Hospital VBAC: The Don’t Forget List

[NB: Most of what I've written below applies specifically to the hospital venue.]

We all know the books to read when preparing for a VBAC or the videos that will help us gain confidence in our ability to give birth vaginally.  We all know to pack our hospital bags, including our mental focus recordings, and bring a copy of our birth plans.  We all know that we need a doula with us, one who is experienced supporting VBACing women. 

Many of us even know that we need to talk powerfully about our upcoming VBACs.  “I’m trying for a VBAC” is not nearly strong enough.  Replace that with “I’m planning a VBAC.”  Did you birth the first time with “I’m gonna try to give birth vaginally” going through your brains?  Probably not.  I myself never doubted my ability to give birth naturally.

Anyway, I digress.  In addition to constructing a clear but concise birth plan, you need to also do the following:

  1. obtain a copy of the hospital’s VBAC consent form; review it and make changes as you see fit; give a copy to your care provider and bring a copy with you to the hospital
  2. obtain a copy of the hospital’s cesarean consent form; review it and make changes as you see fit; give a copy to your care provider and bring a copy with you to the hospital.  My hospital doesn’t have a cesarean consent form.  They have you sign their generic “invasive procedure” form which I find unacceptable.
  3. discuss the modifications you’ve made to the above forms with your care provider(s)
  4. especially if you’re NOT married, make sure your will is in order
  5. make sure you bring a medical power of attorney in case medical decisions need to be made and you are incapacitated

Bruce Flamm’s VBAC consent form appears everywhere on the internet.  I personally didn’t find it sufficient, but it is a place to start.  Here’s a great post - an actual cesarean consent form with some added commentary from the blogger.  I’ve taken this form and modified it so that (1) consent is not given for elective cesarean; (2) consent is withheld until the situation would arise for an emergent cesarean; (3) my husband is named as having power of attorney in the case of an emergency where I was unable to make my wishes known.  I also added some things that were missed on the form.

Please ask questions or offer your own suggestions!

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6 responses to “Hospital VBAC: The Don’t Forget List

  1. Hi, Kimberly! Just wanted to let you know that I finally got around to answering your sweet comment on my blog – I wrote it in the form of another comment on my blog, so I didn’t know if you’d see it or not (just thought I’d try it since other bloggers seem to respond that way). Keep up the awesome work on your blog!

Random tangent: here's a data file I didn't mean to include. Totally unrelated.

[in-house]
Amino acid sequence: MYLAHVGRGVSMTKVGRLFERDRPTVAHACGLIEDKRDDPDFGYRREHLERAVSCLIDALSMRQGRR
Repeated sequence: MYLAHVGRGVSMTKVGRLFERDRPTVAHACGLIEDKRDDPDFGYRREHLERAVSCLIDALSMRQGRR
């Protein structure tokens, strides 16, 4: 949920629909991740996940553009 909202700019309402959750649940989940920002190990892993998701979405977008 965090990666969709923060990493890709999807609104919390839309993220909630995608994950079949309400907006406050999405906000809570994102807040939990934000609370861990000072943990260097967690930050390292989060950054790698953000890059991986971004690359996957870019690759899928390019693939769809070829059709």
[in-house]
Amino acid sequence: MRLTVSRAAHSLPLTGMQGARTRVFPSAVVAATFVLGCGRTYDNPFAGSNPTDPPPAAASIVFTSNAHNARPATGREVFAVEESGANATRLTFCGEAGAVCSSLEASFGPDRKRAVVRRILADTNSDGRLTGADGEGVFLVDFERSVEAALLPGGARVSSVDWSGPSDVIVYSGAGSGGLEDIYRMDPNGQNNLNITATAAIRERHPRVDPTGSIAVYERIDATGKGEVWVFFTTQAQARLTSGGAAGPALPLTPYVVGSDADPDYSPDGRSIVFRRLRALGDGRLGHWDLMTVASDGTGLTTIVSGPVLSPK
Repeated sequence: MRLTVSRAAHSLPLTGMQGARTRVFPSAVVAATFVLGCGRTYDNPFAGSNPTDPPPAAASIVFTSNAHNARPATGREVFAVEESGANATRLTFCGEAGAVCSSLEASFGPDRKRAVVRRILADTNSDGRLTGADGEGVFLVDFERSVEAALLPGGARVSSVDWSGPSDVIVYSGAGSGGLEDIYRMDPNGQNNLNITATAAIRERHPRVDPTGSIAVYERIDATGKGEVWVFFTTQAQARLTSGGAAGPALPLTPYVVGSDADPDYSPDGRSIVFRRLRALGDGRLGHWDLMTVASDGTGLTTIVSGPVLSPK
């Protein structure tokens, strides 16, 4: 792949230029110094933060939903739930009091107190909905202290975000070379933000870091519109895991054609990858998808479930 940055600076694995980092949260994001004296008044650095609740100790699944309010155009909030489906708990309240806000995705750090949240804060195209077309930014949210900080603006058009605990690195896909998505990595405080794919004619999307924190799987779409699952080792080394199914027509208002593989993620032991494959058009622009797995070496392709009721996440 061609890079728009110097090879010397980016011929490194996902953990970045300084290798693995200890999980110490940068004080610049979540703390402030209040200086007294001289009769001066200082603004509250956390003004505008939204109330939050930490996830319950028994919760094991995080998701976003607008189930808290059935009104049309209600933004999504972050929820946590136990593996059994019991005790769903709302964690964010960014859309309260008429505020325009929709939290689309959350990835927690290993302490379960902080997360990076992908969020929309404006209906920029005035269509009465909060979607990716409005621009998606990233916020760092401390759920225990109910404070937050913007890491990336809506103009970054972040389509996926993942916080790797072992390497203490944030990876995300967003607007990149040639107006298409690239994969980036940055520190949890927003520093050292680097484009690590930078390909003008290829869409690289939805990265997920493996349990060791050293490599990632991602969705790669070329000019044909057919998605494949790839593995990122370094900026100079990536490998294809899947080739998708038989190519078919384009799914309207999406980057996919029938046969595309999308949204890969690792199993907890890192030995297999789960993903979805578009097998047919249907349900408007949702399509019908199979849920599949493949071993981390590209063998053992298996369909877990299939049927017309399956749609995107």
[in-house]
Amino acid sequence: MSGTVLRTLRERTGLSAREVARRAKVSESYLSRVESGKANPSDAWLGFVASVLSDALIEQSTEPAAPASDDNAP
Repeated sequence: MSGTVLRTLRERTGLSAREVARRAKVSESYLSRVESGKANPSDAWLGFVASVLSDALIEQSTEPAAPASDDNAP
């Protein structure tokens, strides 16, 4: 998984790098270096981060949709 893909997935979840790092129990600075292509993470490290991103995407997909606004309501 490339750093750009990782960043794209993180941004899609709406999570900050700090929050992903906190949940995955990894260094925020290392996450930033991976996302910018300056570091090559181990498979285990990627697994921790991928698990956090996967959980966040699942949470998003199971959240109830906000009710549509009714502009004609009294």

2. Your blog is amazing. Just the other day, a woman in my running group was berating a 3rd time mom w/ a 4 month old for not accepting a c-section when her baby was breech because she was sure it would be fine & the baby would flip & deliver vaginally. Well baby did flip, her delivery went fine…without surgery. This 50-something lady was tsk-tsking so self-righteously and kept saying “C-sections are no big deal, recovery is a piece of cake, name of the game is getting a baby out safely.” And she wouldn’t let it go. The young mom & I rolled our eyes at each other, but I felt bad for this woman, and for everyone else (much like myself prior to getting to know you) who just accepts that the medical community has our best interests in mind. Cytotec? Elective C-sections? My OB tried to schedule a C with Delaney, just because I had a fibroid on my cervix. Which moved out of the way during delivery.

    C-sections are serious surgery. To take it lightly is irresponsible. I feel it should truly be reserved for the rare (and real) emergencies. The whole elective aspect of it makes me very nervous and I am more aware now that most women either don’t know any better or don’t care about it.

  3. You may have already seen this post that I wrote a month ago, about the twin VBAC, but the woman just left a comment on the post, saying in part, “Some other OBs in the practice had issue with it and kept bringing it up but they couldn’t back it up with data. As my OB kept saying to me and his colleagues (That thought we were insane by the way) – I had greater odds of being hit by a car crossing the hospital parking lot than rupturing AND most ruptures happen during pregnancy NOT labor.” She also said that if anyone had any questions, they could contact her. I thought you might like to get in touch with her — if you can’t get her info through my blog, email me and I can get you the info.

  4. Pingback: June Favorites « Welcome to Birth a Miracle Services!

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